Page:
Creutzfeldt-Jakob (Prion) disease
A diagnosis of Creutzfeldt-Jakob disease (CJD) is usually based on medical history, symptoms and a series of tests.
A neurologist (a doctor who specialises in conditions of the nervous system) will carry out the tests to rule out other conditions with similar symptoms, such as Alzheimer's disease , Parkinson's disease or a brain tumour .
The only way to confirm a diagnosis of CJD is to examine the brain tissue by carrying out a brain biopsy , or more commonly (after death) by post-mortem examination of the brain.
Specialist services to advise local teams in diagnosis are available at the National CJD Research and Surveillance Unit in Edinburgh and the National Prion Clinic in London.
A clinical neurologist will rule out other conditions with similar symptoms and check for some common signs of CJD by carrying out the tests below:
During a brain biopsy , a surgeon drills a tiny hole into the skull and removes a small piece of brain tissue using a very thin needle. It's carried out under general anaesthetic , which means the person will be unconscious during the procedure.
As a brain biopsy carries the risk of causing brain damage or seizures (fits), it's only performed in a few cases where there's a concern that someone doesn't have CJD but some other treatable condition.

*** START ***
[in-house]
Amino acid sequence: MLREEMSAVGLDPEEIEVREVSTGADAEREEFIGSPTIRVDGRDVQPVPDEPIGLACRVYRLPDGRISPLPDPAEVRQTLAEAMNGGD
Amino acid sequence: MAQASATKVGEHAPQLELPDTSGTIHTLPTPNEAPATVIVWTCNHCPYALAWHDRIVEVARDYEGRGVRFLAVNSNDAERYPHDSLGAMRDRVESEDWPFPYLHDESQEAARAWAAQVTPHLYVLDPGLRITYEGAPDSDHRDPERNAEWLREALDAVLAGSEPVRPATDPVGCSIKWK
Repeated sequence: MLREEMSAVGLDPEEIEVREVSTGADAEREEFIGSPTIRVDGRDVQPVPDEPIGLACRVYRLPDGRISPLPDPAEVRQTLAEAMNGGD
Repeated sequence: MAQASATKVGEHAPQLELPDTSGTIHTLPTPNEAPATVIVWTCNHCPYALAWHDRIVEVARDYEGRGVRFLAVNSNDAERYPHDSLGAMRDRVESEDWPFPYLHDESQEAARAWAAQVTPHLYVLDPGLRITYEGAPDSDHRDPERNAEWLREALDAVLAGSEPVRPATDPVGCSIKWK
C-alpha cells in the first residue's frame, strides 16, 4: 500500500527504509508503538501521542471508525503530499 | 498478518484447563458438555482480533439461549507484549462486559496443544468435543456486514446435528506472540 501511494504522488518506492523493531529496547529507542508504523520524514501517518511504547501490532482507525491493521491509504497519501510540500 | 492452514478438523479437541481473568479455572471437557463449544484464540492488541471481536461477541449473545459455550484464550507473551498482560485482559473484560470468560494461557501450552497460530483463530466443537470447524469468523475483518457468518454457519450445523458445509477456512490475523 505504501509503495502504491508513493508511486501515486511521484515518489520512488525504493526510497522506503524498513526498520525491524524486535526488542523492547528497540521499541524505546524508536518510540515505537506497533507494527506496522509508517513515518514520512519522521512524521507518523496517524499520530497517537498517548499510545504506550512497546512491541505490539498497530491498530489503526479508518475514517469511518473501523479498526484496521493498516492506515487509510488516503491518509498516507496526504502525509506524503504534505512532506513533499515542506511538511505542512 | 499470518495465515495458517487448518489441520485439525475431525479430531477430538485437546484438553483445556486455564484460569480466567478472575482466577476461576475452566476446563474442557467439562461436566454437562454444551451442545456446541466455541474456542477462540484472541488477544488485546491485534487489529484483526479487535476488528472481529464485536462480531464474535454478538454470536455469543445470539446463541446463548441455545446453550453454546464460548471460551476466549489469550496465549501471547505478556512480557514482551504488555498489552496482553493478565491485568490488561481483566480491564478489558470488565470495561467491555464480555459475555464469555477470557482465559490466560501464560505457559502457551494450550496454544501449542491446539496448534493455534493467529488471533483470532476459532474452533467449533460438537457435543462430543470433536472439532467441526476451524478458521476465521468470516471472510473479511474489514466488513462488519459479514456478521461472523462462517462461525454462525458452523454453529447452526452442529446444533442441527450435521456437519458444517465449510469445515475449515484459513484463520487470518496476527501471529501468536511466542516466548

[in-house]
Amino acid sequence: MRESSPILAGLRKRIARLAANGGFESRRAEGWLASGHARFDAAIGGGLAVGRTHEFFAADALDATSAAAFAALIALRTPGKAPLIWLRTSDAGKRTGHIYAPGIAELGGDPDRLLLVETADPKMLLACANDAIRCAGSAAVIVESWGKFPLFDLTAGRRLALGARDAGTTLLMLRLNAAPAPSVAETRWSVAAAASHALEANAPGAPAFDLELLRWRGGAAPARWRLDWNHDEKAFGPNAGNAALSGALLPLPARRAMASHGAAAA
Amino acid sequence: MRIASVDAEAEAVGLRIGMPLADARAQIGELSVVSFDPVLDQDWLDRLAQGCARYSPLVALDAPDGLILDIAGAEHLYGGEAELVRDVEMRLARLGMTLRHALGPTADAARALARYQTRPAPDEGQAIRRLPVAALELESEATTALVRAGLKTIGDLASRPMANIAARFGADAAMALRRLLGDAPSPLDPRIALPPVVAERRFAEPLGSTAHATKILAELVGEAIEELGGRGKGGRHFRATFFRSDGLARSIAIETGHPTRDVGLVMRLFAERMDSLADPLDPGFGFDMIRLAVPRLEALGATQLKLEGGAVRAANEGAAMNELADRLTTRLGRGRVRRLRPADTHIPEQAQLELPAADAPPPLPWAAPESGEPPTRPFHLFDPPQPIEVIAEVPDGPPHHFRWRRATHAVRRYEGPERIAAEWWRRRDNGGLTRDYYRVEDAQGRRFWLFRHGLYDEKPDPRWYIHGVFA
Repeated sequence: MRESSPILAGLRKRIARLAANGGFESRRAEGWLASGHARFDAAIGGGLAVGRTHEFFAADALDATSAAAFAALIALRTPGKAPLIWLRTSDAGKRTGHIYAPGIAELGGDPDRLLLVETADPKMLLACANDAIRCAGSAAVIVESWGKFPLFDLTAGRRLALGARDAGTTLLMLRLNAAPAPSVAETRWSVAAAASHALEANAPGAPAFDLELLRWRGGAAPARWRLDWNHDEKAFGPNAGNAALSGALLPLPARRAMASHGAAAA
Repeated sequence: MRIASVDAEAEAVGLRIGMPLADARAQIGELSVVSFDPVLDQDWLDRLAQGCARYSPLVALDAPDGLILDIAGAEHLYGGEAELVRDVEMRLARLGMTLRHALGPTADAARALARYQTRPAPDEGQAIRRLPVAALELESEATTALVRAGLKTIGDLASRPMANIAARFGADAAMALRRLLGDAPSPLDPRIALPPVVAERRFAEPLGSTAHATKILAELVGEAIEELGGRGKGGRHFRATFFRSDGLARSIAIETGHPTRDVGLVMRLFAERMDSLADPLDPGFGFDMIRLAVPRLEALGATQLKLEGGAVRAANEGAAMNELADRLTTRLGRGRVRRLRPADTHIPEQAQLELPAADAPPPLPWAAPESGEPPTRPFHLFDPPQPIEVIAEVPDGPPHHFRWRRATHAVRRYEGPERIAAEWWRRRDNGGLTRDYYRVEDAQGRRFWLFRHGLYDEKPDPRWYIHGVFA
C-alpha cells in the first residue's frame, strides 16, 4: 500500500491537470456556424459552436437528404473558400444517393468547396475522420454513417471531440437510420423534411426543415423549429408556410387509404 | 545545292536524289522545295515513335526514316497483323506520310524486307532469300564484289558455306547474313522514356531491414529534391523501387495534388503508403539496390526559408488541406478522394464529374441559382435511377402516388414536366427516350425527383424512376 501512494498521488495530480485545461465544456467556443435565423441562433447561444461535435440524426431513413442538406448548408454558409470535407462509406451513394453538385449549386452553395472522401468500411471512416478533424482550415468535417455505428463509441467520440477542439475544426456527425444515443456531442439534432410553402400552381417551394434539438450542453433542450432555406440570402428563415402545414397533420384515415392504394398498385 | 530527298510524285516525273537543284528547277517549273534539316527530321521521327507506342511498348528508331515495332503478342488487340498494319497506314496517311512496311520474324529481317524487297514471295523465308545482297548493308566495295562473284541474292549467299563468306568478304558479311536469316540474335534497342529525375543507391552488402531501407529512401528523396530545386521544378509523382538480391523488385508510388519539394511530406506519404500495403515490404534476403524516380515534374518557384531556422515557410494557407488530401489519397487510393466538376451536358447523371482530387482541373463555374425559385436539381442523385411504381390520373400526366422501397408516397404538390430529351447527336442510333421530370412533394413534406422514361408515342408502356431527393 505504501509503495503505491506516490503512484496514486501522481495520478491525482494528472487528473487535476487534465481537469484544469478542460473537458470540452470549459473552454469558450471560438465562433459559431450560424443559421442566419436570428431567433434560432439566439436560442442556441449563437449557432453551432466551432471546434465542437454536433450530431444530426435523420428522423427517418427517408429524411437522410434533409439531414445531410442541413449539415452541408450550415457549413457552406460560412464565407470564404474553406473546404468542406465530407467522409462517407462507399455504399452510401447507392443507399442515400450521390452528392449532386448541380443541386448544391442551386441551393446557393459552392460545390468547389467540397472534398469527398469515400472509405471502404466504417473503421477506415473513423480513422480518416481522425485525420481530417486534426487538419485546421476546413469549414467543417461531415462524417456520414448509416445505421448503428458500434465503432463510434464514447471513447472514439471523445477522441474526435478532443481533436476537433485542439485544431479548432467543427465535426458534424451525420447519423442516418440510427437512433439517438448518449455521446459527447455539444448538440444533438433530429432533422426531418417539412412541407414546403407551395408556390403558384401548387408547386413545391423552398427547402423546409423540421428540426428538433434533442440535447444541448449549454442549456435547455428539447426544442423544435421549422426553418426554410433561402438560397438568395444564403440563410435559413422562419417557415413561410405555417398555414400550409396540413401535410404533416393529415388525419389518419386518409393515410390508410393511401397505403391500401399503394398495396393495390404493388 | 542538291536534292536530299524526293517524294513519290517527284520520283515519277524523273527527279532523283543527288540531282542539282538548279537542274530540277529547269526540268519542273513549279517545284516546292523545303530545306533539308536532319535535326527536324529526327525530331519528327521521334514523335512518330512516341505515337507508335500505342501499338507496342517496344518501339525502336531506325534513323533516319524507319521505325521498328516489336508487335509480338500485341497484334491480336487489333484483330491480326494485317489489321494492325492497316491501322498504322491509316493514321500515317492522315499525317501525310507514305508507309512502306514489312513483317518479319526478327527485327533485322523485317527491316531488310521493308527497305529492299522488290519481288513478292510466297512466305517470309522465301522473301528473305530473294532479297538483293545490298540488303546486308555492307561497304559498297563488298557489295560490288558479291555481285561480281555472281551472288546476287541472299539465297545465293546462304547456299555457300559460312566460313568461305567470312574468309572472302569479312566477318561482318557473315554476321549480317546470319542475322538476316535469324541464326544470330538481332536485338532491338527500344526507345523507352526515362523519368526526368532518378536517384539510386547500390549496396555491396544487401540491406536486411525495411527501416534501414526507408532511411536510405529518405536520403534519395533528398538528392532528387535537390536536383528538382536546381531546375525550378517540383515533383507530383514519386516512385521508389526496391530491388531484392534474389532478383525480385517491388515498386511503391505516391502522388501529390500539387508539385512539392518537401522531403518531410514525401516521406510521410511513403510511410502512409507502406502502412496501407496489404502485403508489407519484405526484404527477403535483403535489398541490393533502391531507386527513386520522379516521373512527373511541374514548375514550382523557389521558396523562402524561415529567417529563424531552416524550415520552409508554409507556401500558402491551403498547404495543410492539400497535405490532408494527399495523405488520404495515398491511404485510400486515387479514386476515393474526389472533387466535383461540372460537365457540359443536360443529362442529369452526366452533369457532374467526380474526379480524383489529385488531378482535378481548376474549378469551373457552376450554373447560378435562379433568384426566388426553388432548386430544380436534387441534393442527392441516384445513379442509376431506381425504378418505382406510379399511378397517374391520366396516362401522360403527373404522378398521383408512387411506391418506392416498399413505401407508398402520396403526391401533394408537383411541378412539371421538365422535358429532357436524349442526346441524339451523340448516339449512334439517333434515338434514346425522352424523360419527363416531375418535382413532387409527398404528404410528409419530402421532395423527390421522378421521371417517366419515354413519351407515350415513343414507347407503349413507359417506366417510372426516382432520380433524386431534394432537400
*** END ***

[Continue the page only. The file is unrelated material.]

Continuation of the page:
Find out about the different types of Creutzfeldt-Jakob disease (CJD), and what causes the condition and how it's treated.
Read about the symptoms of Creutzfeldt-Jakob disease (CJD) which vary depending on the type. In sporadic CJD they are neurological and in variant CJD they are psychological.
Find out what causes Creutzfeldt-Jakob disease (CJD). The main cause of all types of CJD is a build-up of an abnormal infectious protein in the brain called a prion.
Read about the tests used to investigate Creutzfeldt-Jakob disease (CJD) including MRI, EEG and lumbar puncture. A brain biopsy is the only way to confirm a diagnosis of CJD.
Find out what can be done for a person with Creutzfeldt-Jakob disease (CJD) to reduce their symptoms.
Read about the strict controls that are in place to prevent variant Creutzfeldt-Jakob disease (CJD) spreading through the food supply and blood transfusions.